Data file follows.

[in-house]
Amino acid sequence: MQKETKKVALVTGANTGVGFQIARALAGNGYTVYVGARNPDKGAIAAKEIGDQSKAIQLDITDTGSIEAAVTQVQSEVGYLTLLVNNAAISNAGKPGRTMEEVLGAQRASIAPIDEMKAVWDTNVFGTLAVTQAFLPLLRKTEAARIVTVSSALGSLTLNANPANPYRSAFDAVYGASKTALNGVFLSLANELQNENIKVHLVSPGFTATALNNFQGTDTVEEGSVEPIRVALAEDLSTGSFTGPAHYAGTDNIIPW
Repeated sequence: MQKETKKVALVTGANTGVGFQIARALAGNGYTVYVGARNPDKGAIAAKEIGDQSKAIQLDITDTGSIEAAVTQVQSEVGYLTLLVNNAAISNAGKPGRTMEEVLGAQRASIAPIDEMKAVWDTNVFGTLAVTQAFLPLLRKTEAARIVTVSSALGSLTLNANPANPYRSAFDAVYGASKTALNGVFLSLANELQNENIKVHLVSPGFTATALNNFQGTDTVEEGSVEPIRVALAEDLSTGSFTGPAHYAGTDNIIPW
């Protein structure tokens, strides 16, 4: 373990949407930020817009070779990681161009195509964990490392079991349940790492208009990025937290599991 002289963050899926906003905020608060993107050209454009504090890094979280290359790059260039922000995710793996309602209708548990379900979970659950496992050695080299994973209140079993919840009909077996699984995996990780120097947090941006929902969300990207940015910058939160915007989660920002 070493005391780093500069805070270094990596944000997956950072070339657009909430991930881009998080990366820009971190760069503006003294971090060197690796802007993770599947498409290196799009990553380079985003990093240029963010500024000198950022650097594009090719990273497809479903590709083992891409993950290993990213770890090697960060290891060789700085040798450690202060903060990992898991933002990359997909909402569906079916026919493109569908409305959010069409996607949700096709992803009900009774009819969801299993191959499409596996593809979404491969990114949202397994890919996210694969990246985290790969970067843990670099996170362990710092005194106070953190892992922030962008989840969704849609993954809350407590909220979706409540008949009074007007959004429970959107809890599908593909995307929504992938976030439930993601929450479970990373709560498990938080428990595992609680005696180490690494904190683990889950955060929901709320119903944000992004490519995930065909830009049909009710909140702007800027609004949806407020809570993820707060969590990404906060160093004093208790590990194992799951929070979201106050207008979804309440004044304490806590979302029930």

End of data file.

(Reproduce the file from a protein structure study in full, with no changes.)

[in-house]
Amino acid sequence: MQKETKKVALVTGANTGVGFQIARALAGNGYTVYVGARNPDKGAIAAKEIGDQSKAIQLDITDTGSIEAAVTQVQSEVGYLTLLVNNAAISNAGKPGRTMEEVLGAQRASIAPIDEMKAVWDTNVFGTLAVTQAFLPLLRKTEAARIVTVSSALGSLTLNANPANPYRSAFDAVYGASKTALNGVFLSLANELQNENIKVHLVSPGFTATALNNFQGTDTVEEGSVEPIRVALAEDLSTGSFTGPAHYAGTDNIIPW
Repeated sequence: MQKETKKVALVTGANTGVGFQIARALAGNGYTVYVGARNPDKGAIAAKEIGDQSKAIQLDITDTGSIEAAVTQVQSEVGYLTLLVNNAAISNAGKPGRTMEEVLGAQRASIAPIDEMKAVWDTNVFGTLAVTQAFLPLLRKTEAARIVTVSSALGSLTLNANPANPYRSAFDAVYGASKTALNGVFLSLANELQNENIKVHLVSPGFTATALNNFQGTDTVEEGSVEPIRVALAEDLSTGSFTGPAHYAGTDNIIPW
């Protein structure tokens, strides 16, 4: 373990949407930020817009070779990681161009195509964990490392079991349940790492208009990025937290599991 002289963050899926906003905020608060993107050209454009504090890094979280290359790059260039922000995710793996309602209708548990379900979970659950496992050695080299994973209140079993919840009909077996699984995996990780120097947090941006929902969300990207940015910058939160915007989660920002 070493005391780093500069805070270094990596944000997956950072070339657009909430991930881009998080990366820009971190760069503006003294971090060197690796802007993770599947498409290196799009990553380079985003990093240029963010500024000198950022650097594009090719990273497809479903590709083992891409993950290993990213770890090697960060290891060789700085040798450690202060903060990992898991933002990359997909909402569906079916026919493109569908409305959010069409996607949700096709992803009900009774009819969801299993191959499409596996593809979404491969990114949202397994890919996210694969990246985290790969970067843990670099996170362990710092005194106070953190892992922030962008989840969704849609993954809350407590909220979706409540008949009074007007959004429970959107809890599908593909995307929504992938976030439930993601929450479970990373709560498990938080428990595992609680005696180490690494904190683990889950955060929901709320119903944000992004490519995930065909830009049909009710909140702007800027609004949806407020809570993820707060969590990404906060160093004093208790590990194992799951929070979201106050207008979804309440004044304490806590979302029930």